On August 27, 2003 Mars was as close as it has been or will be over a period of about 60,000 years. Needless to say, this was a lifetime opportunity for Mars observers and imagers. As the technology of imaging keeps getting better, the images by even novice amateurs, armed with small telescopes and webcams, have been truly amazing.
My best images are posted on this page and comparing these to what I have done during previous oppositions Mars speak for themselves.
Much to my disappointment, seeing conditions have recently been such that I have not taken a decent image since the end of August. I suspect this is related to the fact that Mars was on the Meridian well after midnight and now it is there shortly after dark. It seems that the chances of good seeing conditions improve in the wee hours and the stability of the atmosphere is at its worst in the early part of the night.
The conflict is that the best imaging and viewing is possible only when Mars is at it's highest in the sky and this occurs earlier every night. It is now setting in the west at the time I was taking images a few months ago.
I will not give up checking every night but it just may turn out that what you see is what I got.
With that in mind, I have taken the best 6 images I acquired and converted them to monochorme, adjusted them to the same size and combined them with a map of Mars created by the Association of Lunar and Planetary Observers (ALPO).
The lines point to the most obvious features in each image. The images are organized to display the complete rotation of the planet but due to the inability to always get a good picture on the night when the particular feature was visible, they are not in any particular date sequence and the dates are only for historical purposes.
Mars July 29, 2003
These images were taken on a night of relatively good seeing (5/10) for my location.
The color image was taken with the MX5C one shot color camera and is a stack of 5 images.
The monochrome image was taken with the MX716 camera and is a stack of 7 images.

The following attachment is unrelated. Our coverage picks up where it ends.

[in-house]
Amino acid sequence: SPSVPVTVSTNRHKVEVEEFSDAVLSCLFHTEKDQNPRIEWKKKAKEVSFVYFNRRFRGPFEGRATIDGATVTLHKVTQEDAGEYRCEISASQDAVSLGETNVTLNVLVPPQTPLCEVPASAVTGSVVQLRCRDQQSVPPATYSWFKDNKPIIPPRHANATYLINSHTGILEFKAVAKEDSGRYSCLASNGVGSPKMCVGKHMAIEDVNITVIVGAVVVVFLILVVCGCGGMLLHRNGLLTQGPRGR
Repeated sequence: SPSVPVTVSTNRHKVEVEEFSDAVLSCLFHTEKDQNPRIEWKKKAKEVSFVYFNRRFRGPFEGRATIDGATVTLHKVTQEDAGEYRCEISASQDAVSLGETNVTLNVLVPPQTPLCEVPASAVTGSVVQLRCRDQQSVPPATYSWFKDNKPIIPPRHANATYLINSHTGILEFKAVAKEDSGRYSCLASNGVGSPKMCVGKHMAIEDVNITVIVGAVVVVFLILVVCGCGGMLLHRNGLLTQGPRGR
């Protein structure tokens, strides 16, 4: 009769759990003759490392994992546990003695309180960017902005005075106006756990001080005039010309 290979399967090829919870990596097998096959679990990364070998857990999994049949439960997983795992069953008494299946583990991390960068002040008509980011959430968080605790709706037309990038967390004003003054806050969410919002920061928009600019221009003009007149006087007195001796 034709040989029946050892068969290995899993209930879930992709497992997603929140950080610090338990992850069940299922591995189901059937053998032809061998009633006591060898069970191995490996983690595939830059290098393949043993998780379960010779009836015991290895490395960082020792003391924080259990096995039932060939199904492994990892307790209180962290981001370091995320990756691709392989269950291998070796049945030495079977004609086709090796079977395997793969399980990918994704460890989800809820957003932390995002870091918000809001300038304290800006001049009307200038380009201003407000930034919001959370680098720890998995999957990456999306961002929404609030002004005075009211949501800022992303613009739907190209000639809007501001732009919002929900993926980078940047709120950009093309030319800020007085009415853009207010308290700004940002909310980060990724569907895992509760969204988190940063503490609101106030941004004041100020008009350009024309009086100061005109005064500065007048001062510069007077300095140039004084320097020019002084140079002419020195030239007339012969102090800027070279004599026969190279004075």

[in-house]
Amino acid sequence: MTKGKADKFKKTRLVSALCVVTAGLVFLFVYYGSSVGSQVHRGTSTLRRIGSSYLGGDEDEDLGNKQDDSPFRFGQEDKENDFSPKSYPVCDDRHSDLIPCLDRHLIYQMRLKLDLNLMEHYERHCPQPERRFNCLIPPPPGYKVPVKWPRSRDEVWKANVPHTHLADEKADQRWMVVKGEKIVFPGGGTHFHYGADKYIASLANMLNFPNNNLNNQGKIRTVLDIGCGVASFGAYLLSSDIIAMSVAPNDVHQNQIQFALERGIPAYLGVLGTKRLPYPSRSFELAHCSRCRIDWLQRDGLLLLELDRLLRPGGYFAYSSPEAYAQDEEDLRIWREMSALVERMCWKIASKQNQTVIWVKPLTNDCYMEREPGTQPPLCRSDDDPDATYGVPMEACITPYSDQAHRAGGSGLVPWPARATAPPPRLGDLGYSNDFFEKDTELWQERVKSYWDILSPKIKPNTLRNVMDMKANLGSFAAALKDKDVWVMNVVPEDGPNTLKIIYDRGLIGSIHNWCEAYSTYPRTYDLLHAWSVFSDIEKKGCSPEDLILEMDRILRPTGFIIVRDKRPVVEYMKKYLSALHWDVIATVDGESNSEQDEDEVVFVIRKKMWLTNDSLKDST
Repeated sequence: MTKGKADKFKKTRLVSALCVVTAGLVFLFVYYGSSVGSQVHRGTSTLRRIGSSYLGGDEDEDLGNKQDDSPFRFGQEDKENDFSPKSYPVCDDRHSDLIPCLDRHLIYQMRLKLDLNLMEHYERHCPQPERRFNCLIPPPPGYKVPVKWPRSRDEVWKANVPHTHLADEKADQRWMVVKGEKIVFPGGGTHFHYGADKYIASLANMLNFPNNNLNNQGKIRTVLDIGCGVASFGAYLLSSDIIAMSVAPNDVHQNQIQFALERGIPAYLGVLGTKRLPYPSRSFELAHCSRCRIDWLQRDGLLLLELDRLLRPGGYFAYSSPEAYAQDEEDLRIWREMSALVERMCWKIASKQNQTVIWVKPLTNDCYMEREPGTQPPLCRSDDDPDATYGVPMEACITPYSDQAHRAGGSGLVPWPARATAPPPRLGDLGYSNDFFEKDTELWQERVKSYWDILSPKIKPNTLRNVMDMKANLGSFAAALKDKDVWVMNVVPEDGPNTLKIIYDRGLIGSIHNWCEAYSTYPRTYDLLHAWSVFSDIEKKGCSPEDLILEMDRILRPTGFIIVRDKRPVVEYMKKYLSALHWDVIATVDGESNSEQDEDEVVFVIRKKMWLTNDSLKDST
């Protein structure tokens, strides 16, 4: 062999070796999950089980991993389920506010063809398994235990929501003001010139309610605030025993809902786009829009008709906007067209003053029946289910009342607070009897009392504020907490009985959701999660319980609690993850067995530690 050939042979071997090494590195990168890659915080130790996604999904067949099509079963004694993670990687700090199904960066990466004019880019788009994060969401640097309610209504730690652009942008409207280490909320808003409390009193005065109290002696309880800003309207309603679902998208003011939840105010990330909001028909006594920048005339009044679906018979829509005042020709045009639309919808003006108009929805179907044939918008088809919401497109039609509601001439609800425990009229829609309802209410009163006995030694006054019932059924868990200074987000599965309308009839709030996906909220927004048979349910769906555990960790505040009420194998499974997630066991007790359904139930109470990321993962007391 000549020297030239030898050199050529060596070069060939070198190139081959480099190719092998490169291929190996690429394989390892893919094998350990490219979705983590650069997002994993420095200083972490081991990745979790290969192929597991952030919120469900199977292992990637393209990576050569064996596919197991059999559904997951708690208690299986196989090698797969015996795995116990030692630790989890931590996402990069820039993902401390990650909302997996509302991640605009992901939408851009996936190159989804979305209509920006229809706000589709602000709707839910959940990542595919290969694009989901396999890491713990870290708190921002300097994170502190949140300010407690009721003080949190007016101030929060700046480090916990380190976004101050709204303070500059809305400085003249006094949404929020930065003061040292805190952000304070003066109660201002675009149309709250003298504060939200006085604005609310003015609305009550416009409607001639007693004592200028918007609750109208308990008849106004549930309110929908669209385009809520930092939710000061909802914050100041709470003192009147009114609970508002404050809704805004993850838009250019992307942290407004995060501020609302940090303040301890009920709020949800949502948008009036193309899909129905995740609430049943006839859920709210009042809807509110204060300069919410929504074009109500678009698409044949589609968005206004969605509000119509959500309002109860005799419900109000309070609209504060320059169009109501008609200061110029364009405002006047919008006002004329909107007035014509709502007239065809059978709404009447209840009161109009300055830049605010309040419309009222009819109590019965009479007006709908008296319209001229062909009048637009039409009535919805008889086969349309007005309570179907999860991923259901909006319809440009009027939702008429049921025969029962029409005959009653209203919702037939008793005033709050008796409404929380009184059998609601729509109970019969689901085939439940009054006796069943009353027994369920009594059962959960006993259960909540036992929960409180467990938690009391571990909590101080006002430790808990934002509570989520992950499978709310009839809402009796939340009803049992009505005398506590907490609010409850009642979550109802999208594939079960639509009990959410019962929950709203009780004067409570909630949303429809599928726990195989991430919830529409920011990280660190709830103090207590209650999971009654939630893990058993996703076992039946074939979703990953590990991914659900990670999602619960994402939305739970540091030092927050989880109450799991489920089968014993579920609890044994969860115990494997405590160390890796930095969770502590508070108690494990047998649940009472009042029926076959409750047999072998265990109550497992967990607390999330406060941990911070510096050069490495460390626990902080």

Mars July 31, 2003
This image was taken on a night when the seeing was not as good (4/10) as the above.
It was acquired with a web cam and consists of the best of 150 frames.
Mars August 02, 2003
This image was taken on a night of poor seeing, about 3/10.
It was taken with the MX716 camera through RGB filters and a stack of 10 monochrome images for the luminance.
It was my first attempt at LRGB color on Mars and considering the lousy seeing, I got more than I expected.
Mars August 8, 2003
This image expands on the technique used to produce the last picture of the previous sequence. It is a standard LRGB composite taken with the MX716 camer and an RGB filter set.
I have pretty much abandoned the one-shot color camera and the web camera in favor of the much superior LRGB process and monochrome CCD camera.
Mars August 10, 2003
This image was taken using the same process as above.
The magnification was increased to produce a slightly larger image.
Mars August 14, 2003
This image utilized a new technique that produces a much larger image with little or no loss of resolution.
The magnification was increased to about double that of the previous or about 11X. The image was acquired in the 2
x 2 binned mode which produces an image on screen of half the size of the normal resolution mode. Contrary to what seems obvious, this actually produces a higher resolution image. The technique of course, only applies to planetary imaging.
The exposure times used were .05 sec for luminance and .1 second for RGB. Telescope in all cases is the 16" Newtonian.
Mars August 15, 2003
This image was taken using the same process as above with a new variation.
I have always noticed that Mars looked better both visually and on images when seen through a red filter. I therefore took the lum images using a red filter instead of none and not only got better monochrome images for the luminence but could use the same image for the Red thus eliminating one step in the RGB process.
The process is known as RRGB and apparently I did not invent it.
Mars August 21, 2003
The seeing was not as good on this night but I did manage to get a more natural color using the RRGB technique described above.
This ends Chapter 2. Hopefully, I will have a few more nights of good seeing before Mars heads back into the hinterland.
I don't know if it was worth waiting 66,000 years for this apparition but comparing an image taken this past week to one taken when Mars was at it's closest, is certainly one way to appreciate the wonderful opportunity that has just passed.
MARS Oct 23, 2003
The image on the right was taken at exactly the same magnification as the earlier ones so the dramatic difference in size truly represents the distance Mars has moved away from us in just a matter of 2 months.
Seeing conditions were much better during the first image also but the difference in size alone tells much of the story of future prospects for observing Mars.
For more images, including one taken through the venerable Yerkes 40"
and to get a perspective on how
technology has changed, see: